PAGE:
Nitric oxide (NO) is a fascinating and versatile molecule, important for all living things as well as the environment. It is highly reactive and toxic, organisms use it as a signaling molecule, it depletes the ozone layer in our planet’s atmosphere, and it is the precursor of the greenhouse gas nitrous oxide (N2O). Moreover, NO might have played a fundamental role in the emergence and evolution of life on Earth, as it was available as a high-energy oxidant long before there was oxygen.
Thus, despite its toxicity, it makes perfect sense that microbes use NO to grow. However, research on the topic is scarce and, to date, microbes growing on it have not been cultivated. That has now changed, as reported by scientists around Paloma Garrido Amador and Boran Kartal from the Max Planck Institute for Marine Microbiology in Bremen, Germany, in the journal Nature Microbiology. They have managed to enrich two yet unknown species of microorganisms growing on NO in bioreactors and reveal exciting aspects of their lifestyle.
From the wastewater tank to the bioreactor
The study started off with a trip to Bremen’s wastewater treatment plant. “We collected sludge from their denitrifying tank,” Garrido Amador tells. “Back in our lab, we added the sludge to one of our bioreactors and we started the incubation by feeding it with NO.” Bioreactors are designed and optimized to grow microorganisms under controlled conditions, which closely mimic their natural environment. This bioreactor setup was very challenging, though, Garrido Amador reports, “Because NO is toxic, we needed special equipment and had to take great care when handling them for our own safety. Nevertheless, we managed to keep the cultures growing for more than four years now — and they are still happy and healthy!”
Two new microorganisms
The living conditions in the bioreactor thus favored microorganisms that could survive and grow anaerobically with NO. “Eventually, two previously unknown species turned out to dominate the culture,” says Boran Kartal, group leader of the Microbial Physiology Research Group the Max Planck Institute in Bremen. “We named them Nitricoxidivorans perserverans and Nitricoxidireducens bremensis.” Garrido Amador adds, “From just two microorganisms growing on NO, we gained valuable insight into how non-model microorganisms, in particular NO-reducers grow. Some of our observations showed us that these microbes did not conform to how model organisms — organisms which easily cultivated and thus extensively studied — behave, and showcased the limitations of metabolic predictions based solely on genome analyses.”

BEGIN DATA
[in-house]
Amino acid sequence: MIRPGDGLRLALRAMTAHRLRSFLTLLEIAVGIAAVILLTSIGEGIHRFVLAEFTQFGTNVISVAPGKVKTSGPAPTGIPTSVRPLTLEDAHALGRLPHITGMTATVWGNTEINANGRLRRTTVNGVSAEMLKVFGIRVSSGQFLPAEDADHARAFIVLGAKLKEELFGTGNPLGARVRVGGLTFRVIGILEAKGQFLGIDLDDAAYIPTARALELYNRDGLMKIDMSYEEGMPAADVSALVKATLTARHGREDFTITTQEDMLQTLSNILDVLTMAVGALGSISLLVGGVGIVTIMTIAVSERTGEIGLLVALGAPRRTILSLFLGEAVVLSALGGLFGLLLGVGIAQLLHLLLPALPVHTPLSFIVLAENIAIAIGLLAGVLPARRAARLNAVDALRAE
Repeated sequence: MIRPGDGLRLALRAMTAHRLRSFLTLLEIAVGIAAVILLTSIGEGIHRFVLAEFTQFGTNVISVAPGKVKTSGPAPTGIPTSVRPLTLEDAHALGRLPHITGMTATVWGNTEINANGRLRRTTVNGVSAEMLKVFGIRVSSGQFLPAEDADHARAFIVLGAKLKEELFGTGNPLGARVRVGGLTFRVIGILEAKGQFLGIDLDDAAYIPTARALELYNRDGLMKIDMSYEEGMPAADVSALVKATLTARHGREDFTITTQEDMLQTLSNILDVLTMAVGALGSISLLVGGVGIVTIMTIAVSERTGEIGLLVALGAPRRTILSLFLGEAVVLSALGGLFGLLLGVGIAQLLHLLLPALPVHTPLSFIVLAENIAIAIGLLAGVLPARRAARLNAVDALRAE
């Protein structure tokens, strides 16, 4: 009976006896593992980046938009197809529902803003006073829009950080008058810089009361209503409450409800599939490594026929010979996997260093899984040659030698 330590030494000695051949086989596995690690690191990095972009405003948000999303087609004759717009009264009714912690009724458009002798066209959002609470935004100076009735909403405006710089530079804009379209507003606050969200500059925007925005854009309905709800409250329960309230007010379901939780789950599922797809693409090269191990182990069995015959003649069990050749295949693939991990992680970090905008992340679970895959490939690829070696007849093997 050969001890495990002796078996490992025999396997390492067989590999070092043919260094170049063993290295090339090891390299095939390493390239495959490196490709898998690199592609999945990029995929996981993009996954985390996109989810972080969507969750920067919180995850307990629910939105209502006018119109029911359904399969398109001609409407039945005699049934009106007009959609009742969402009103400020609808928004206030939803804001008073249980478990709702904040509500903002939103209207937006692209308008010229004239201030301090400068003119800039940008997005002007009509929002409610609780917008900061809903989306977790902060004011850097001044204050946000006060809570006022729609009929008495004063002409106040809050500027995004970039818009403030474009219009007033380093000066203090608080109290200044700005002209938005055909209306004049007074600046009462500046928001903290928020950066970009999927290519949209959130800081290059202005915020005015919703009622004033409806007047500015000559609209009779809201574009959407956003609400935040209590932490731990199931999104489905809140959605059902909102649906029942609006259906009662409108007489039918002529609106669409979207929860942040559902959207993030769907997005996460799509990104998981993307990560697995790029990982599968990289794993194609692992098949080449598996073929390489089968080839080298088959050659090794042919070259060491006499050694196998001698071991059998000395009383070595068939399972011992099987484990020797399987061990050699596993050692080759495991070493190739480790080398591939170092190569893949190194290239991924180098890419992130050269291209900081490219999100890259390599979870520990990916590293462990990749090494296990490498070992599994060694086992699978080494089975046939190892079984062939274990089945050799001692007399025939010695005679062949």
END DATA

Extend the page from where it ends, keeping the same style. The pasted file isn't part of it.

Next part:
Importance in the environment and applications for waste removal
“Currently we know little about the contribution of microorganisms growing on NO to nitrogen cycling in natural and engineered environments,” explains Kartal. “Nevertheless, we can speculate that these microorganisms could potentially be feeding on NO and N2O released by other microorganisms while removing nitrosative stress and minimizing the emission of these climate active gases to the atmosphere.”
The enriched microorganisms converted NO to dinitrogen (N2) very efficiently. “There were virtually no emissions of the greenhouse gas nitrous oxide,” Kartal adds. The latter — the sole production of N2 — is particularly relevant for application: Many other microorganisms convert NO to nitrous oxide, which is a potent greenhouse gas. N2, in contrast, is harmless. Thus, each molecule of NO that is transformed into N2 instead of nitrous oxide is one less molecule adding to climate change.
In a next step, the Max Planck researchers are cultivating other NO-respiring microorganisms using samples from natural and engineered environments. “Cultivation and enrichment of further NO-respiring microorganisms will help to elucidate the evolution of N-oxide reduction pathways and the enzymes involved. It will also allow to decipher the role of NO in known and yet-unknown processes of the nitrogen cycle and its importance in the natural and engineered environments where these processes take place.,” Garrido Amador concludes.